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How Brexit vote outcome will affect SA economy

On Tuesday, British parliamentarians will take part in a second meaningful vote, based on a revised withdrawal deal with the European Union.

FILE: Britain’s PM Theresa May speak during a debate on a motion of no confidence, in the House of Commons in London on 16 January 2019. Picture: AFP.

CAPE TOWN - All eyes are on British Prime Minister Theresa May as she puts three separate Brexit-related votes to the UK Parliament this week.

On Tuesday, British parliamentarians will take part in a second meaningful vote, based on a revised withdrawal deal with the European Union (EU).

Whatever is decided on Tuesday will have ramifications for the South African economy, particularly for exports from the Western Cape.

If the UK leaves with a withdrawal deal in place, it is likely the 29 March deadline could be extended to ensure technicalities are in place.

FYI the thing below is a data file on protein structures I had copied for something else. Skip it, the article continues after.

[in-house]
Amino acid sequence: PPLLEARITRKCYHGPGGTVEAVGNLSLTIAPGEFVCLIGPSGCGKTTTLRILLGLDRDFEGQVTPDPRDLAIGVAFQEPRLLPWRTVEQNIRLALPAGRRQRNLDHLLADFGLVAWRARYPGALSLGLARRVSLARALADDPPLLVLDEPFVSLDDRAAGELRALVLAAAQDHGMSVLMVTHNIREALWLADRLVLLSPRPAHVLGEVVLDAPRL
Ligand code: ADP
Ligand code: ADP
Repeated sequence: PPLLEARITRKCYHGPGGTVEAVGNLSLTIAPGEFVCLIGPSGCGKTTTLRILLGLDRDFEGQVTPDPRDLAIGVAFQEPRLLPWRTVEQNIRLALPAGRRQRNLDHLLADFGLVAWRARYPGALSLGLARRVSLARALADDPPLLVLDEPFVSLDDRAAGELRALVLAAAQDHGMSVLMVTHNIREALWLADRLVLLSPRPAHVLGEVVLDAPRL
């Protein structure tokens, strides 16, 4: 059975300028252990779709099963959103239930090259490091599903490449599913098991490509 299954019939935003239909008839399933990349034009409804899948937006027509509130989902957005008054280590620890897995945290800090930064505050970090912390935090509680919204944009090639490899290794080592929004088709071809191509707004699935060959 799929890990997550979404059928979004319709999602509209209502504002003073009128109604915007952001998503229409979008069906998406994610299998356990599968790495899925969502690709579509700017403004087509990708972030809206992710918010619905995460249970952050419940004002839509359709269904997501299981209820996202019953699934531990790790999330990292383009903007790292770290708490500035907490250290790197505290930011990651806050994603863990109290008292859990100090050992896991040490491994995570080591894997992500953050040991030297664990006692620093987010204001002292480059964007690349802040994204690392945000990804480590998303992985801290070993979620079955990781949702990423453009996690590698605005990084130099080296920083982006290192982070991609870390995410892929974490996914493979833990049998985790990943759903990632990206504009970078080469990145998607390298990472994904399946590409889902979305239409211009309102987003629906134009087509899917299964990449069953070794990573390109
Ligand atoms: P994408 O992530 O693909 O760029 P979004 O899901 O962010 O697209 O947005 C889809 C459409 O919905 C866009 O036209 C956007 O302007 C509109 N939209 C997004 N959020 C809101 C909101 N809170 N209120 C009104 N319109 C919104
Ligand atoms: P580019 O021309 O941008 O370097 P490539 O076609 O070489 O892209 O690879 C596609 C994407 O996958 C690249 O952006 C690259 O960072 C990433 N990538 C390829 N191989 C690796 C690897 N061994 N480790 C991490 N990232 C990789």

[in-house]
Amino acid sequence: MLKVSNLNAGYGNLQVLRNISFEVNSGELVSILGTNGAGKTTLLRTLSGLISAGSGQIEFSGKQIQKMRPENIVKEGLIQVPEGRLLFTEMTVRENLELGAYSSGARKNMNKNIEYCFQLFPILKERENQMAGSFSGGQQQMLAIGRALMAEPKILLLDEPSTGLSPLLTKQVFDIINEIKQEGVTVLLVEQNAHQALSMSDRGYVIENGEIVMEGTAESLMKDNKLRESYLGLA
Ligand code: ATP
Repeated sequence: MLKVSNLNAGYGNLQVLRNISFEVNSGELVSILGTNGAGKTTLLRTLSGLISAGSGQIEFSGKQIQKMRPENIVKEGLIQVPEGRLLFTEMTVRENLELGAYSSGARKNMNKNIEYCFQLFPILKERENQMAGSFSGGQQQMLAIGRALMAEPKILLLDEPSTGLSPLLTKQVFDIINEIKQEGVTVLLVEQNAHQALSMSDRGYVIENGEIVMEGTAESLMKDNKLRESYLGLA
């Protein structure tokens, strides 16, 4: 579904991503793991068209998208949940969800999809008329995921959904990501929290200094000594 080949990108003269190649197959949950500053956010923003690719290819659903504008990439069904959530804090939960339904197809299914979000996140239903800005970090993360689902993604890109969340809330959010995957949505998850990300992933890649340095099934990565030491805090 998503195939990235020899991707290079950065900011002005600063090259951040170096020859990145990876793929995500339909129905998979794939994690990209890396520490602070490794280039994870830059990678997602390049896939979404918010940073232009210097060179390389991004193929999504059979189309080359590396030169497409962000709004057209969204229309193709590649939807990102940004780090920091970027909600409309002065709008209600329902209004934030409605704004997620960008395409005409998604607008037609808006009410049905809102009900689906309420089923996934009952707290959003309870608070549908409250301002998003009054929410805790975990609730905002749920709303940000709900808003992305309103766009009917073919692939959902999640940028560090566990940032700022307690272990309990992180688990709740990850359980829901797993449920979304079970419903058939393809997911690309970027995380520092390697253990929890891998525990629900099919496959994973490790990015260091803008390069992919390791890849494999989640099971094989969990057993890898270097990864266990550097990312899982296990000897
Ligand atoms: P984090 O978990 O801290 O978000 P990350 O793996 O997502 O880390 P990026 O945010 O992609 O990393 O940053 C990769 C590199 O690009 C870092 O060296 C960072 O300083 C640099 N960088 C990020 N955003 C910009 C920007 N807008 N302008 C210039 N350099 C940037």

Wesgro, the Western Cape’s trade and promotions agency, predicts a transition period of two years and during this time, the UK will remain a part of the European Union customs union.

Wesgro's Karen Bosman says this means South Africa will continue to trade with the UK as if it were part of the EU for another two years.

“It’s our second largest export market, coming from the Western Cape, eight largest coming from South Africa.”

The top five exports from the Western Cape to the UK are wine and fresh grapes, apples, mandarins and oranges.

In 2017, 26% of fresh grape imports to the UK were from South Africa.

(Edited by Zamangwane Shange)

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